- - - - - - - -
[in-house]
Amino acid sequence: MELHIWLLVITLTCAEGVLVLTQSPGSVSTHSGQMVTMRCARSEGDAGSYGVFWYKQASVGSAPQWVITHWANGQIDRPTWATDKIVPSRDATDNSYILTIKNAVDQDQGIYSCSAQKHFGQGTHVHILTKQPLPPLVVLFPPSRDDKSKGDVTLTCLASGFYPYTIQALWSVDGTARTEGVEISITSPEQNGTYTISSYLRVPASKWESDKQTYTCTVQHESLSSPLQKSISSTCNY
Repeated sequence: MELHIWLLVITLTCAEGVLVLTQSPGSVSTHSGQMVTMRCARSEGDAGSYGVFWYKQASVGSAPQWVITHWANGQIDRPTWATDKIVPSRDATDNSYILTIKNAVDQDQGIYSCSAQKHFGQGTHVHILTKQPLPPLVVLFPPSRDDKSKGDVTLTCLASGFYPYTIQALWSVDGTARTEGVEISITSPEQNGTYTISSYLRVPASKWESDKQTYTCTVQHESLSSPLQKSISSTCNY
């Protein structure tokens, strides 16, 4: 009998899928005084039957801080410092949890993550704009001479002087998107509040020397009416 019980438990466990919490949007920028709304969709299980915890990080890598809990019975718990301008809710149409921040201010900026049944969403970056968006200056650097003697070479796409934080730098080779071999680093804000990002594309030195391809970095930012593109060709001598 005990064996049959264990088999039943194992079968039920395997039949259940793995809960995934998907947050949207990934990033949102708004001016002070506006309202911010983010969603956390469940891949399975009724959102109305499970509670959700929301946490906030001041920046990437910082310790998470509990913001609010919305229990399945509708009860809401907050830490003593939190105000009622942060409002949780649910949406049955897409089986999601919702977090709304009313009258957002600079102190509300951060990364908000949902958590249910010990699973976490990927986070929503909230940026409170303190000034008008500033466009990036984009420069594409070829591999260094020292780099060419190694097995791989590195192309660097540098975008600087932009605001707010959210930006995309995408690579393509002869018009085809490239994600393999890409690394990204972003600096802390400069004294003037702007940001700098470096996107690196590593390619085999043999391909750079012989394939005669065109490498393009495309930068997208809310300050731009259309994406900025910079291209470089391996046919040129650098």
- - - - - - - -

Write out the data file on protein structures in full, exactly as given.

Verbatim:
[in-house]
Amino acid sequence: MELHIWLLVITLTCAEGVLVLTQSPGSVSTHSGQMVTMRCARSEGDAGSYGVFWYKQASVGSAPQWVITHWANGQIDRPTWATDKIVPSRDATDNSYILTIKNAVDQDQGIYSCSAQKHFGQGTHVHILTKQPLPPLVVLFPPSRDDKSKGDVTLTCLASGFYPYTIQALWSVDGTARTEGVEISITSPEQNGTYTISSYLRVPASKWESDKQTYTCTVQHESLSSPLQKSISSTCNY
Repeated sequence: MELHIWLLVITLTCAEGVLVLTQSPGSVSTHSGQMVTMRCARSEGDAGSYGVFWYKQASVGSAPQWVITHWANGQIDRPTWATDKIVPSRDATDNSYILTIKNAVDQDQGIYSCSAQKHFGQGTHVHILTKQPLPPLVVLFPPSRDDKSKGDVTLTCLASGFYPYTIQALWSVDGTARTEGVEISITSPEQNGTYTISSYLRVPASKWESDKQTYTCTVQHESLSSPLQKSISSTCNY
């Protein structure tokens, strides 16, 4: 009998899928005084039957801080410092949890993550704009001479002087998107509040020397009416 019980438990466990919490949007920028709304969709299980915890990080890598809990019975718990301008809710149409921040201010900026049944969403970056968006200056650097003697070479796409934080730098080779071999680093804000990002594309030195391809970095930012593109060709001598 005990064996049959264990088999039943194992079968039920395997039949259940793995809960995934998907947050949207990934990033949102708004001016002070506006309202911010983010969603956390469940891949399975009724959102109305499970509670959700929301946490906030001041920046990437910082310790998470509990913001609010919305229990399945509708009860809401907050830490003593939190105000009622942060409002949780649910949406049955897409089986999601919702977090709304009313009258957002600079102190509300951060990364908000949902958590249910010990699973976490990927986070929503909230940026409170303190000034008008500033466009990036984009420069594409070829591999260094020292780099060419190694097995791989590195192309660097540098975008600087932009605001707010959210930006995309995408690579393509002869018009085809490239994600393999890409690394990204972003600096802390400069004294003037702007940001700098470096996107690196590593390619085999043999391909750079012989394939005669065109490498393009495309930068997208809310300050731009259309994406900025910079291209470089391996046919040129650098």